The only way to start a story about Beringer Winery is: Once Upon A Time, there were two brothers, Frederick and Jacob Beringer. They grew up in Mainz in the Rhine Valley of Germany, and both emigrated to the United States in the late 1800’s. Within a few years they had explored as far west as they could get, and recognized the terrain of Napa as being suited for grape growing. In 1876 they founded the Beringer Brothers Winery, which is now the oldest operating winery in Napa Valley. Jacob had worked in the cellars in Germany, and Frederick had little interest in wine, but was industrious and ambitious, and the two of them managed to in rather short order build a highly functional winery and begin construction on a mansion that still houses the winery today just north of downtown St. Helena.
Fast forward 125 years.
Beringer today gets a bad rap as a winery, both for being a perpetrator of White Zinfandel, the pink fluid every wine snob loves to hate, and for being a big mega-corporate winery. Both of those accusations are true, and I hardly find myself buying Beringer wines these days, but starting in 1977 Beringer began a “private reserve” program under which they produced each year a small quantity of very high quality, single vineyard Cabernet Sauvignon. That program still exists today, and the winery produces a Chardonnay as well as a Cabernet, and generally they tend to receive decent marks from the critics.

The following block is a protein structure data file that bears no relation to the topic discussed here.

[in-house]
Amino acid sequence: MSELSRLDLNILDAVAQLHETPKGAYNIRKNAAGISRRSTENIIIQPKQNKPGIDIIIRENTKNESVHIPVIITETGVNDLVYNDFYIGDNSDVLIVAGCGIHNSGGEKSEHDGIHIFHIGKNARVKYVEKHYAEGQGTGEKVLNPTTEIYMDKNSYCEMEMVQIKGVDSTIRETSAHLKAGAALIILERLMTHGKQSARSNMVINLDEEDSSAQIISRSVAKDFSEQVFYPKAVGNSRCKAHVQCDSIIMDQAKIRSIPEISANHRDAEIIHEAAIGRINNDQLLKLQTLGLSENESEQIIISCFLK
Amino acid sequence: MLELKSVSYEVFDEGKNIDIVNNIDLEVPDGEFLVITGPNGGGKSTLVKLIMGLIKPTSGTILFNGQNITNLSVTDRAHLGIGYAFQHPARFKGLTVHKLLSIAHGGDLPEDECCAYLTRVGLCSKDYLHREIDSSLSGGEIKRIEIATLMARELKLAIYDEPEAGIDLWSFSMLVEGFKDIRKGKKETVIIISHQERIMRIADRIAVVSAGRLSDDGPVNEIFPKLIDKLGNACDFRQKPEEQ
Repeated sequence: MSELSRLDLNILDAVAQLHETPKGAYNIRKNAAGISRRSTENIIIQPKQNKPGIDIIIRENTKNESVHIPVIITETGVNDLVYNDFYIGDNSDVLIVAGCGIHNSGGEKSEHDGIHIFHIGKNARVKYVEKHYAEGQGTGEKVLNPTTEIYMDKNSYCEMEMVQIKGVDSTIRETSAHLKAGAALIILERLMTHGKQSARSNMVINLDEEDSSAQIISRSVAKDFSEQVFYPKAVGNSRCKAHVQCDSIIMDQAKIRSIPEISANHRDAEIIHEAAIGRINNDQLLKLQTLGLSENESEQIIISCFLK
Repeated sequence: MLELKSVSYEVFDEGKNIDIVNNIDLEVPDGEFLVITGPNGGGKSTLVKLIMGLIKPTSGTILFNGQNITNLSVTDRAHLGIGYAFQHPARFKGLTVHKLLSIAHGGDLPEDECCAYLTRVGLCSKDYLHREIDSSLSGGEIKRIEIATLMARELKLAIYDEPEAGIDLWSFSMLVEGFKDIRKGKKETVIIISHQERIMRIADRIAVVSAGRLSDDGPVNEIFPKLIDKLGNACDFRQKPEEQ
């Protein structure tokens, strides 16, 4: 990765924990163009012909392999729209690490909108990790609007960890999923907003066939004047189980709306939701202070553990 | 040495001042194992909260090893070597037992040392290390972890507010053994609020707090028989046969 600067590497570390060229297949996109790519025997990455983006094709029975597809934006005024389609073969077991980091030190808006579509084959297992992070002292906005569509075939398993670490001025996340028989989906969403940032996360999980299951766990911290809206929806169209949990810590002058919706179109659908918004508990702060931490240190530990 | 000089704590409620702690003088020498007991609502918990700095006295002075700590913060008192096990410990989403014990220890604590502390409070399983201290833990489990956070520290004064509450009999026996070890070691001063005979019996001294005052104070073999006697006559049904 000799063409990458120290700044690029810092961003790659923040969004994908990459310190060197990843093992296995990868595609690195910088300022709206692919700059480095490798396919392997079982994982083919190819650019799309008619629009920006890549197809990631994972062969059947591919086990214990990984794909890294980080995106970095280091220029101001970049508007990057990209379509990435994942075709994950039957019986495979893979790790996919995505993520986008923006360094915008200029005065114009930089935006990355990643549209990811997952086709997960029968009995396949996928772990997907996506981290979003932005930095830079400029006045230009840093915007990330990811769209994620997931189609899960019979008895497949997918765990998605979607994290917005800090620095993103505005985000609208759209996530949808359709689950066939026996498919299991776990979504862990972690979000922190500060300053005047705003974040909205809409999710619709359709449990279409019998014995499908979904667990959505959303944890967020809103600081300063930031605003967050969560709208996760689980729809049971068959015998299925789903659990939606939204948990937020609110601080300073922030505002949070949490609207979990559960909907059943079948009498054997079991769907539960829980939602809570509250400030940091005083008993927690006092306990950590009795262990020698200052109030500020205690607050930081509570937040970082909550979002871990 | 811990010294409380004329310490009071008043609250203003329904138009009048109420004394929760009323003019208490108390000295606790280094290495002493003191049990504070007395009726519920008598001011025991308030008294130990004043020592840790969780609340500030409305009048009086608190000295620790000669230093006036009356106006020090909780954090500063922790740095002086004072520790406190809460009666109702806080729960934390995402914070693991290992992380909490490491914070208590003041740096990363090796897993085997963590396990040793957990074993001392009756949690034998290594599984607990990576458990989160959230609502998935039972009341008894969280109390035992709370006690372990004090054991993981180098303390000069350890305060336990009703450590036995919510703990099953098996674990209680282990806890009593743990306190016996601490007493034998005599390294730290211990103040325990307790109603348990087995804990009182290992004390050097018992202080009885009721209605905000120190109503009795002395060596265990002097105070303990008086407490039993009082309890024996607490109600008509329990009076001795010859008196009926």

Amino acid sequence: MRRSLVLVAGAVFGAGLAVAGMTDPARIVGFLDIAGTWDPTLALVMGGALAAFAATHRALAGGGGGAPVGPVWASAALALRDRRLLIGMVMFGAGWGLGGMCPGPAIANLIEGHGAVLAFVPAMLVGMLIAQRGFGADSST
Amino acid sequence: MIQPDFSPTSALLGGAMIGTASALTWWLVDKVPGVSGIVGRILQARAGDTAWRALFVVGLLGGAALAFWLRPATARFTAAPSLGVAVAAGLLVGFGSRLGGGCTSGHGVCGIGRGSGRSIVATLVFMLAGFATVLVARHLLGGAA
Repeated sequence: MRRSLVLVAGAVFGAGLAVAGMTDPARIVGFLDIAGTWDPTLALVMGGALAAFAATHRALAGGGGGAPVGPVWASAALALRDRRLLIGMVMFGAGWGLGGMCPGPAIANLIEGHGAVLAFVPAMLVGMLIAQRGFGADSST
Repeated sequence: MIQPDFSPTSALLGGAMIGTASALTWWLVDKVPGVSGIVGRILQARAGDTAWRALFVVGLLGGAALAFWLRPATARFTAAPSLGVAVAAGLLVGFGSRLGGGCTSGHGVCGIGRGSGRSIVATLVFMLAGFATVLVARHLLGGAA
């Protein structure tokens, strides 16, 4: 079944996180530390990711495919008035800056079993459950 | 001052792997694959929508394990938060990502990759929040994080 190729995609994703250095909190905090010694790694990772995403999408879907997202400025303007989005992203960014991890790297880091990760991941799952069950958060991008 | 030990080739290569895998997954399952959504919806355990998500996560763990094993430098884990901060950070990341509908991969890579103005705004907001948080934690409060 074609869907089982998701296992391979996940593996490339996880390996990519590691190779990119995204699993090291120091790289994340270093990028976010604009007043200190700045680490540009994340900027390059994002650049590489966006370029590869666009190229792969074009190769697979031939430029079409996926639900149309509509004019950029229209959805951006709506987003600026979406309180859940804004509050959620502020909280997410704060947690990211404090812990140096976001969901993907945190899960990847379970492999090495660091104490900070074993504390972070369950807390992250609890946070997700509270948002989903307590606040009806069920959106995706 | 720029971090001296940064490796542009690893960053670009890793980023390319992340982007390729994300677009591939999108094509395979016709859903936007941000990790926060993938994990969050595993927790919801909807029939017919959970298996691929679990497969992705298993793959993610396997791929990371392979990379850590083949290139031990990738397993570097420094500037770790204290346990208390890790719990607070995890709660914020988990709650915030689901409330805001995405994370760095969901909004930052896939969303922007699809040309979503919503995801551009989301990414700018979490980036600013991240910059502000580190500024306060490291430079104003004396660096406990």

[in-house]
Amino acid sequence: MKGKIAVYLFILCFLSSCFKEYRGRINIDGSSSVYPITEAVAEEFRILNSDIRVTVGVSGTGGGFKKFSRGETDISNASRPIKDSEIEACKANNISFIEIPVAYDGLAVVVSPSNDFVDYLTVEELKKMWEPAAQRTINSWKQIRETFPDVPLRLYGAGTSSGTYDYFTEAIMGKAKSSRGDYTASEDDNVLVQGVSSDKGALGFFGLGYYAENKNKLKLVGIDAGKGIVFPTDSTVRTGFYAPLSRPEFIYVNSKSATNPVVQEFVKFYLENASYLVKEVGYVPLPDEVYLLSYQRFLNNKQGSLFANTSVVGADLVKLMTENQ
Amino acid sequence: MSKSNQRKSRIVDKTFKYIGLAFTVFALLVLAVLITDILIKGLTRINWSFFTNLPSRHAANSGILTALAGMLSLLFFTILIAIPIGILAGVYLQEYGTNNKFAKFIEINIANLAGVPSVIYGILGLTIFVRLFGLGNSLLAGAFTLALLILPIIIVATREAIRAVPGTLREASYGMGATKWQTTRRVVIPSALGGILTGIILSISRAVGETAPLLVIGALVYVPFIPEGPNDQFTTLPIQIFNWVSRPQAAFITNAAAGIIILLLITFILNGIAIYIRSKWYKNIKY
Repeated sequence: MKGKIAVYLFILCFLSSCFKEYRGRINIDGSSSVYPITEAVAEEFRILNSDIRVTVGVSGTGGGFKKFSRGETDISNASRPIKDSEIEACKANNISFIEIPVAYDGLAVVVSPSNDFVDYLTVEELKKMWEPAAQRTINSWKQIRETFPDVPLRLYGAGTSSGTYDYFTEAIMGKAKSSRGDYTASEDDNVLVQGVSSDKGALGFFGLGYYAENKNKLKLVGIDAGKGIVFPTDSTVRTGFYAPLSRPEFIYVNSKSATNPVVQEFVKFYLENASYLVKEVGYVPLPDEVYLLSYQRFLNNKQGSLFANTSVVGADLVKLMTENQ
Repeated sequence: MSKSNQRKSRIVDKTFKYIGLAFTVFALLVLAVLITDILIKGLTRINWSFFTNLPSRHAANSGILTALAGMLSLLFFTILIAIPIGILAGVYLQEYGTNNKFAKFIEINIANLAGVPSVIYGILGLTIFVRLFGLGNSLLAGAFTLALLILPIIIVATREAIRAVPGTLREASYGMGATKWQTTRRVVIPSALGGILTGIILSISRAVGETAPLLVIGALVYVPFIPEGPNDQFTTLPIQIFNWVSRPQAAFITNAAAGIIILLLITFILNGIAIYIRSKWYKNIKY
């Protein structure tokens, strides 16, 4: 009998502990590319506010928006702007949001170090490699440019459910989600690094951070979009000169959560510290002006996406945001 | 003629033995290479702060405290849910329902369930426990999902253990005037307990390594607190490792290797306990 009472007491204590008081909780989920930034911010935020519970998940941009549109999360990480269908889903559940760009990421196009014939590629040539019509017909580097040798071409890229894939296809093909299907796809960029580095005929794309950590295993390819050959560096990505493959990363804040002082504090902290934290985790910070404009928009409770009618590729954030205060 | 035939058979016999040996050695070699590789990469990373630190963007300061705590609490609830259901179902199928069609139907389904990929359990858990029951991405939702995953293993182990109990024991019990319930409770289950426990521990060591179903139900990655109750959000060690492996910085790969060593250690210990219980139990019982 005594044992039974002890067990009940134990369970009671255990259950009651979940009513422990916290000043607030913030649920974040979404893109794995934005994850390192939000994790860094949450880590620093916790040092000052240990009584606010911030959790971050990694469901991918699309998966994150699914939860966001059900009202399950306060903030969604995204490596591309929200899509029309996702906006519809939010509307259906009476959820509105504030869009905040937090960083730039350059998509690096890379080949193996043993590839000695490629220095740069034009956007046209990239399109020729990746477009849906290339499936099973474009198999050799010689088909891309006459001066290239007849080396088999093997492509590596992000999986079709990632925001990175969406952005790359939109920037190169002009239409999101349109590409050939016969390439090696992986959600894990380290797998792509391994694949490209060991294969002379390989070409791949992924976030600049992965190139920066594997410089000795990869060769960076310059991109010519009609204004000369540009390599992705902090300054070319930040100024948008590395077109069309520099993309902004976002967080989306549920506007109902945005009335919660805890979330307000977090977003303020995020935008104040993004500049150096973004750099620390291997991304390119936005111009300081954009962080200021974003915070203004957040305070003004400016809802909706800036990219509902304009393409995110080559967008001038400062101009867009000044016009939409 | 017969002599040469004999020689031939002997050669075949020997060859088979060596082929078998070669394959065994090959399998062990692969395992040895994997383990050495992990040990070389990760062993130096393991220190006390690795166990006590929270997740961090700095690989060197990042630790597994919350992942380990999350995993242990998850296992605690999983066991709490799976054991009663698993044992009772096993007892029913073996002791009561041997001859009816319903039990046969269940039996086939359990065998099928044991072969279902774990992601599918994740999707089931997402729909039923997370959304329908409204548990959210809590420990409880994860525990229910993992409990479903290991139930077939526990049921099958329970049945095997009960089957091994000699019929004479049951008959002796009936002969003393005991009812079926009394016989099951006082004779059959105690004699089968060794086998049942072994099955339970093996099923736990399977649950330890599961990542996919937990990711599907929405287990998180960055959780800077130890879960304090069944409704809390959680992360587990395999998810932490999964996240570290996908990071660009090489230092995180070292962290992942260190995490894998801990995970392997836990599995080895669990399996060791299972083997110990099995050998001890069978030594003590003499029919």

This wine comes from the vineyard which inspired that private reserve program and continues to play a part in it even today. The Lemmon-Chabot vineyard, known today just as the Chabot Vineyard, is a gently sloping vineyard on the east side of the Napa valley near St. Helena. In addition to being famous for its production of superb Cabernet, it is also well known for its soils of widely varying types, but all containing a high concentration of obsidian, a black volcanic glass used by Native Americans to fashion cutting tools and arrowheads. The obsidian has a tendency to reflect heat back towards the surface, albeit unevenly, so the vineyard retains heat in varying degrees, making it necessary sometimes to pick the grapes in six or seven different passes through the vineyard, as each vine ripens differently across the different soil types and in different areas of warmth.
Not much winemaking information is available on older vintages like this, but the back label of the bottle indicated that this wine saw 18 months of French oak before bottling, and was a low 13.5% alcohol.
A medium blood red color in the glass, this wine has a savory nose of smoked meats and stewed prunes, rich and musty aromas that led me initially to worry that the wine was past its prime. In the mouth however it was glorious and pure with surprisingly supple and strong flavors of cherry, leather, and flinty minerals wrapped in the barest hints of silky tannins that buoyed up these flavors and sent them cascading into a finish that lasted minutes. This wine is a perfect rejoinder to anyone who seriously asks whether California Cabernet can age well. Outstanding.
I’ve always had a conundrum with pairing seriously aged wines with food. On the one hand, they sometimes marry perfectly, but on the other, their subtle complexities are often best enjoyed on their own. But I always offer a suggested pairing to every wine I review, so I’m not about to beg off on this one. I’d love to drink another bottle of this wine with a perfect beef daube.
Overall Score: 9.5/10
Current Price: ~$160
It is possible to purchase this wine on the Internet.